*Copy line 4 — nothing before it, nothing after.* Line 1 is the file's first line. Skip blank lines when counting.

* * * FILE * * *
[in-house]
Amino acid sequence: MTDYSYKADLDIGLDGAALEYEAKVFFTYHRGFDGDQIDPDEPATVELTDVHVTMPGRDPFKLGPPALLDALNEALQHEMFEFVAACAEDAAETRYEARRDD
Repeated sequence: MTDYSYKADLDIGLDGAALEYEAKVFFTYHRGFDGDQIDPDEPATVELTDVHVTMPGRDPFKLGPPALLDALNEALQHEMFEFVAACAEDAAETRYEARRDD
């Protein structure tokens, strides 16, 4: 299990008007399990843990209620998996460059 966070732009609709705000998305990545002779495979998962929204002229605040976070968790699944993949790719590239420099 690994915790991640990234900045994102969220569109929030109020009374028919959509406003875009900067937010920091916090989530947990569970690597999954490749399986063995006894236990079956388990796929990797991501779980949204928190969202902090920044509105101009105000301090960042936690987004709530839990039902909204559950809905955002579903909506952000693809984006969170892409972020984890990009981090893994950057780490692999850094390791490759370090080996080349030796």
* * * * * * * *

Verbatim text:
């Protein structure tokens, strides 16, 4: 299990008007399990843990209620998996460059 966070732009609709705000998305990545002779495979998962929204002229605040976070968790699944993949790719590239420099 690994915790991640990234900045994102969220569109929030109020009374028919959509406003875009900067937010920091916090989530947990569970690597999954490749399986063995006894236990079956388990796929990797991501779980949204928190969202902090920044509105101009105000301090960042936690987004709530839990039902909204559950809905955002579903909506952000693809984006969170892409972020984890990009981090893994950057780490692999850094390791490759370090080996080349030796």